old country song, "Born to Lose?"
The sad tale of a luckless lover, the song was introduced in 1942,
but it wasn¹t until 1962, when Ray Charles recorded the song, that
it soared to the top of the music charts as a million dollar hit with
Born to lose, I've lived my life in vain
Every dream has only brought me pain
All my life, I've always been so blue
Born to lose and now I'm losing you
The song also became a part of America¹s vocabulary -- the synonym
for hard luck. Even Frank & Ernie used in a famous cartoon where St.
Peter asks a newcomer to Heaven, "Is it true that in a previous
life you were a French painter?" The newcomer¹s reply: "Yes,
I was born Toulose."
The original composer of the old standard, East Texan Ted Daffan,
has been forgotten by most country music fans, but he was anything
but a flash in the pan.
Daffan, who lived in Lufkin, was a band leader, a musician, a singer,
a recording artist and a songwriter. His career spanned more than
40 years and he continued to publish songs until his death in his
Daffan played steel guitar with bands in the Houston area before starting
his own band, Ted Daffan and His Texans. As a band leader, he pioneered
the use of the steel guitar as a lead instrument and in solos, a departure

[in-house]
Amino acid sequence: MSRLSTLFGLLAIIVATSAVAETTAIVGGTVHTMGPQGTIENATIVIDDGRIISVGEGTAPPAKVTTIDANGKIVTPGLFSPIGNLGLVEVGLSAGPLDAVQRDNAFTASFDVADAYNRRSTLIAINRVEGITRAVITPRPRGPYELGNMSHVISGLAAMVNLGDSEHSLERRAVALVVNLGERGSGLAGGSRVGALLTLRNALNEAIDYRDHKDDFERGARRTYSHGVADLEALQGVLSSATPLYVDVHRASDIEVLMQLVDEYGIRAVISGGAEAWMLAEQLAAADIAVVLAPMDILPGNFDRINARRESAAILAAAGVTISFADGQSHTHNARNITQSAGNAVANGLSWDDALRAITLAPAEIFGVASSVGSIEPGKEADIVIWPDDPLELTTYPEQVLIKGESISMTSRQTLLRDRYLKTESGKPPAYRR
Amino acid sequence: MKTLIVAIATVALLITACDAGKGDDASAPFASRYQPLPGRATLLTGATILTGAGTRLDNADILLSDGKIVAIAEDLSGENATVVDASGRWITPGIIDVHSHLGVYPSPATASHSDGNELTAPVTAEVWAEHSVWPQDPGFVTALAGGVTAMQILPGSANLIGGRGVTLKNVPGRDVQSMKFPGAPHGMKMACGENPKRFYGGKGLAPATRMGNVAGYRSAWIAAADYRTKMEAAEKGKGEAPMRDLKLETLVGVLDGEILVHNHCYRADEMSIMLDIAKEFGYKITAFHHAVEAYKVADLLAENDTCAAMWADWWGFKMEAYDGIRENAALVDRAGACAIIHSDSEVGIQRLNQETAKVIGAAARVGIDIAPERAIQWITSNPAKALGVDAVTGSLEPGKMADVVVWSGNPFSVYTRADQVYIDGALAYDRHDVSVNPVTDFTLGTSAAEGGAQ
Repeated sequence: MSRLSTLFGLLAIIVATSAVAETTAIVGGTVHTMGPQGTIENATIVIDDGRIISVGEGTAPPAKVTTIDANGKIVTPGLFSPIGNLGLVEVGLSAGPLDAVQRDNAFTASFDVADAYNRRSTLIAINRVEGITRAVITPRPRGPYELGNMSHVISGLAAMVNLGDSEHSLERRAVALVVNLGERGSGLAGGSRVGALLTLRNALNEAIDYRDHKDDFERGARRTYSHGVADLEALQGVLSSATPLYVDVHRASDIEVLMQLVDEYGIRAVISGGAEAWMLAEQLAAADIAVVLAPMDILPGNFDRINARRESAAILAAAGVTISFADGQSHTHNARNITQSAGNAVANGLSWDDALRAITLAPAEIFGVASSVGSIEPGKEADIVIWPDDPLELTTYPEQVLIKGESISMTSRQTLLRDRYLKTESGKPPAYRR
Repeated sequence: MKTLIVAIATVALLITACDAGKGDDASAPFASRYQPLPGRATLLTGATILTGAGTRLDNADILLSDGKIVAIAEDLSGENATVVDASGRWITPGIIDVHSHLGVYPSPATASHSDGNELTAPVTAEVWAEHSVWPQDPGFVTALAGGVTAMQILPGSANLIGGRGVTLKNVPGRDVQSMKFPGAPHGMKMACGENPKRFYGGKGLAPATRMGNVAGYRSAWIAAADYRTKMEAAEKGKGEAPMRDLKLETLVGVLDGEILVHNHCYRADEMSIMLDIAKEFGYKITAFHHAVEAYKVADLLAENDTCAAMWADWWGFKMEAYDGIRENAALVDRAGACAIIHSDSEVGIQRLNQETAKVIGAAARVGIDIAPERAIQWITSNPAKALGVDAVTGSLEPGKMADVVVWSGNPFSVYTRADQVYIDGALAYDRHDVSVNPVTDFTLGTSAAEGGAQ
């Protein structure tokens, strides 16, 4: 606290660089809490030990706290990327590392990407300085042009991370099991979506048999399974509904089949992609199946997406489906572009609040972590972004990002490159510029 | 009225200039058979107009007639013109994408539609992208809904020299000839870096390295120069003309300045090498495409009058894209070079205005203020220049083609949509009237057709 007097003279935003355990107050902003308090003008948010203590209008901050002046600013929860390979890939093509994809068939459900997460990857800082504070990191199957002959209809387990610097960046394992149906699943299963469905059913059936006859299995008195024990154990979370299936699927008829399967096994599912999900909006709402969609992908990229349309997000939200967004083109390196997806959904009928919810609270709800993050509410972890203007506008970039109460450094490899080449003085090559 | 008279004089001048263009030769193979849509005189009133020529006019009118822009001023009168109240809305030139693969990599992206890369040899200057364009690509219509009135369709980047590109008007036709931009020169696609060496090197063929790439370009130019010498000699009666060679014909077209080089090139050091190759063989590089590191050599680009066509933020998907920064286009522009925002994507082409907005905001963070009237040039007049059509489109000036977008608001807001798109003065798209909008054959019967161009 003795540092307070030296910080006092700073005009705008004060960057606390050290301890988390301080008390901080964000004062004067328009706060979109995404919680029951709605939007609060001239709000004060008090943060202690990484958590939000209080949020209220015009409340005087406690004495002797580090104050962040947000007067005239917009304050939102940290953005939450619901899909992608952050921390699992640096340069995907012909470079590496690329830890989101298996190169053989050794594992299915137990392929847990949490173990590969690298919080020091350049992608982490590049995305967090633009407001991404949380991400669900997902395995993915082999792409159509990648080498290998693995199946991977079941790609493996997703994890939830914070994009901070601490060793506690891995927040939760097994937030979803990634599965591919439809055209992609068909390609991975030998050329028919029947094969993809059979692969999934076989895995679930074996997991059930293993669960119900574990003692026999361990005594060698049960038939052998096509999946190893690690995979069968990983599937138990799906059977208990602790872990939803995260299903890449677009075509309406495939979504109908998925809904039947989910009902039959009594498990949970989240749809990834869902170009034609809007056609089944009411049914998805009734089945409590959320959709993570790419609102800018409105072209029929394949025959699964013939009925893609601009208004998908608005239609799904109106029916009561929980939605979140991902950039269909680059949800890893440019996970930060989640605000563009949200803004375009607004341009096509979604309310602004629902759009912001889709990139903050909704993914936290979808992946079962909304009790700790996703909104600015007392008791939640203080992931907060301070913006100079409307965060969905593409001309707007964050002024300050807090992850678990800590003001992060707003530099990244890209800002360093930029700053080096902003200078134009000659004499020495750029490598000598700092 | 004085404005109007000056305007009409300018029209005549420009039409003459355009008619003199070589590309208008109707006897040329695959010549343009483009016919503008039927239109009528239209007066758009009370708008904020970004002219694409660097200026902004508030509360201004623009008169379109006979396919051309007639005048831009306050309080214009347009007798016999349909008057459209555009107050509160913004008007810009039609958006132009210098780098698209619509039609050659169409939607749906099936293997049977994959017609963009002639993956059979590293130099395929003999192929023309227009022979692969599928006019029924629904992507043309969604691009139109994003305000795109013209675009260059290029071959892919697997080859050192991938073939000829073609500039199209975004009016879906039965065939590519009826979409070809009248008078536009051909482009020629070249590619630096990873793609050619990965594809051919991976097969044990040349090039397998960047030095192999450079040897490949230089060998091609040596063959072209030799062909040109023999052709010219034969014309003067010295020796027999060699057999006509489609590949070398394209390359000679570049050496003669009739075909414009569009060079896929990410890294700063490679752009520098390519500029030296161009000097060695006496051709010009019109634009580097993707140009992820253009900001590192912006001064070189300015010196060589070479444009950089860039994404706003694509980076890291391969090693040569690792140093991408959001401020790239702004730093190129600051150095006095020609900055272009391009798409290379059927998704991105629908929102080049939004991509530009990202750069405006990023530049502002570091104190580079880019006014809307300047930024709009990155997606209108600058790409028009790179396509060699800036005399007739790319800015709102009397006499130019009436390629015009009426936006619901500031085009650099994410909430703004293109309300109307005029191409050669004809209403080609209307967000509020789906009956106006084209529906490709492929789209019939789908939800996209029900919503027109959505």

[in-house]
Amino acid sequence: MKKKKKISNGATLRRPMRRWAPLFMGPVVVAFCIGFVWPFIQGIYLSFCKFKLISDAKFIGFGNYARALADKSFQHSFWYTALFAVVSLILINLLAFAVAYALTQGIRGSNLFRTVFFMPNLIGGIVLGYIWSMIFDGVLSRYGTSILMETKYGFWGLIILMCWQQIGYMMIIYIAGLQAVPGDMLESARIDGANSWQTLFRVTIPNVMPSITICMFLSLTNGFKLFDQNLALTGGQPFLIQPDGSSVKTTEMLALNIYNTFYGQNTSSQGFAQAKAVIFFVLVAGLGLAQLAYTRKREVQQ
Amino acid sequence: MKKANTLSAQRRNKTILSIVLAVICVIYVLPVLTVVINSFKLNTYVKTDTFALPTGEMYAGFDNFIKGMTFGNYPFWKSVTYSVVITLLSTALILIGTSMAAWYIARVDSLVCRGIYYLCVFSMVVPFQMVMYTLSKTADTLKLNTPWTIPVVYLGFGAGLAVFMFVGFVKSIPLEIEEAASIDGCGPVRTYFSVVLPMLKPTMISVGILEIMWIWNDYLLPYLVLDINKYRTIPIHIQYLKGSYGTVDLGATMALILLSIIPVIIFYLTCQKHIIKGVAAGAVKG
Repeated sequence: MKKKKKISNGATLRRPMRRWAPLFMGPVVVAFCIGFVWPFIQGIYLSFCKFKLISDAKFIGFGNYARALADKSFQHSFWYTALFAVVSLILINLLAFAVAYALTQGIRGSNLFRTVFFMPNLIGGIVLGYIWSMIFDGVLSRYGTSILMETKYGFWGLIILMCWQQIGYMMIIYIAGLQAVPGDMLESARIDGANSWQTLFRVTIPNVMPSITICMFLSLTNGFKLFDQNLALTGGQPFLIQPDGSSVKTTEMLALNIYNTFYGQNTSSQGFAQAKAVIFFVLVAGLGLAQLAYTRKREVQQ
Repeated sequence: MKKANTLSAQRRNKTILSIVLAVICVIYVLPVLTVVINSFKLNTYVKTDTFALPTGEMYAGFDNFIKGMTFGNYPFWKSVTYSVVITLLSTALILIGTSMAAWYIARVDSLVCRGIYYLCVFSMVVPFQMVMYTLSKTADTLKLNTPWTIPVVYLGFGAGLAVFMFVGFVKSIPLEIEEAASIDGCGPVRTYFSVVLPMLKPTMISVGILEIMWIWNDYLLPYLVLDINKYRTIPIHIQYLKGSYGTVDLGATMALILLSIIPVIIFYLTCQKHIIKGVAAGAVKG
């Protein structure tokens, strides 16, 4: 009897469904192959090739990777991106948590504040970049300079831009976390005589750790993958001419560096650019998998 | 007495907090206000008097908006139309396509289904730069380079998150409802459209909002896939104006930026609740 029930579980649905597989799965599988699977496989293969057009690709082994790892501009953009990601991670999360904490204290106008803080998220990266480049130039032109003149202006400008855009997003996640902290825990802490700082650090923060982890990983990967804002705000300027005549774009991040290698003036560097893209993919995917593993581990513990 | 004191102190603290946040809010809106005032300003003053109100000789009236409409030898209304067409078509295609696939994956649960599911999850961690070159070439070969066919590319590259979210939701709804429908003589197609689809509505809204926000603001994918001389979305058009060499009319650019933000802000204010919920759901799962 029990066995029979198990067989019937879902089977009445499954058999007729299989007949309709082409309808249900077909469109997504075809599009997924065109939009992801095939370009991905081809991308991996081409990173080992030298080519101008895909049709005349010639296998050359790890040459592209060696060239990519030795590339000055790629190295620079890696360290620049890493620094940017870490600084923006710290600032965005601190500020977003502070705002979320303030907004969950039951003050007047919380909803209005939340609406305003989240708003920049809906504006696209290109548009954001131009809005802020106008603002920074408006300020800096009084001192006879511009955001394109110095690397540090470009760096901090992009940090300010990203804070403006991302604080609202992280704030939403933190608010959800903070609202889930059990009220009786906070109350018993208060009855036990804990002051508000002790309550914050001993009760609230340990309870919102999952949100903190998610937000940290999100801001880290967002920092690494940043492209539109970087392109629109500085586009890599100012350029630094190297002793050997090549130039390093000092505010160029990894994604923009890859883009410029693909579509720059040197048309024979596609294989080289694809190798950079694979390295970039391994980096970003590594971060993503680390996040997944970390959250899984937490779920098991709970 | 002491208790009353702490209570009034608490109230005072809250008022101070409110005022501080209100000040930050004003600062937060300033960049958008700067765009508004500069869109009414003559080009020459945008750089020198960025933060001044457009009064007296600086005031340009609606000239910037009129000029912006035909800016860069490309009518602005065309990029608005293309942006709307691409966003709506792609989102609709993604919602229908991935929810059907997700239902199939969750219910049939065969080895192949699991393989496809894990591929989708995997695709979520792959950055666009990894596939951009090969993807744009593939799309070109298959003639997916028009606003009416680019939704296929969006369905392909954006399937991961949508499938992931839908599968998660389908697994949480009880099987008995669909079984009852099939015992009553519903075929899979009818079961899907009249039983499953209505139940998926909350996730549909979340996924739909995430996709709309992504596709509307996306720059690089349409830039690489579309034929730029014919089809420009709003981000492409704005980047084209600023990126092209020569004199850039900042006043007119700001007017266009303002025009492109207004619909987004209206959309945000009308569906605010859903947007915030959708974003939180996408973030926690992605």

from the traditional fiddle sounds used by most country bands. Daffan's
clean, distinctive sound -- which combined blues and swing -- and
his songs influenced artists for years to come.
Like "Born to Lose," a number of Daffan songs were recorded
by other artists. Among them were Ray Charles, Dean Martin, Ella Fitzgerald,
Bob Willis, Fats Domino, Rosemary Clooney, Ringo Starr and Elton John.
In 1943, Daffan's "No Letter Today" topped the charts and
competed with the Mills Brothers' "Paper Doll," Frank Sinatra's
"It¹s Always You," and a song by fellow East Texan Al Dexter,
"Pistol Packing Momma."
Other Daffan hits were "Worried Mind" in 1940, "I¹ve
Got Five Dollars and It¹s Saturday Night" in 1950, and "I'm
A Fool to Care" in 1954.
One of Daffan's biggest hits, "Truck Drivers' Blues," was
written when he stopped at a roadside diner and made a prophetic observation.
While chowing down, he noticed that every time a trucker parked his
rig and strolled into the cafe, the first thing he did, even before
ordering a cup of coffee, was push a coin in the jukebox.
It occurred to him that if he could write a song for those drivers,
their nickels might make him rich and famous.
He went home and wrote a song recorded by western swing artist Cliff
Bruner in 1939. It sold more than 100,000 copies -- which was a smash
hit in the thirties -- and went on to become a part of James Jones'
best-selling novel,"From Here to Eternity."
In 1949, Daffan received a rare gold record for his own recording
of "Born to Lose" and a platinum disk in 1982 for Ray Charles'
recording of the same song.
Before his 1996 death in Houston, Daffan was honored by the Academy
of Country Music Hall of Fame, the Texas Swing Music Hall of Fame,
the Western Swing Society, the Texas Steel Guitar Association, the
State of Louisiana, and the Nashville Songwriters Association.
But one of Daffan¹s most unusual honors came in 1981 when the upper-crust
Smithsonian Institute included Daffan¹s music in an anthology of 50
years of American country music.
By now, Daffan¹s old forties hit, "Born to Lose," was anything
but the hymn of a loser.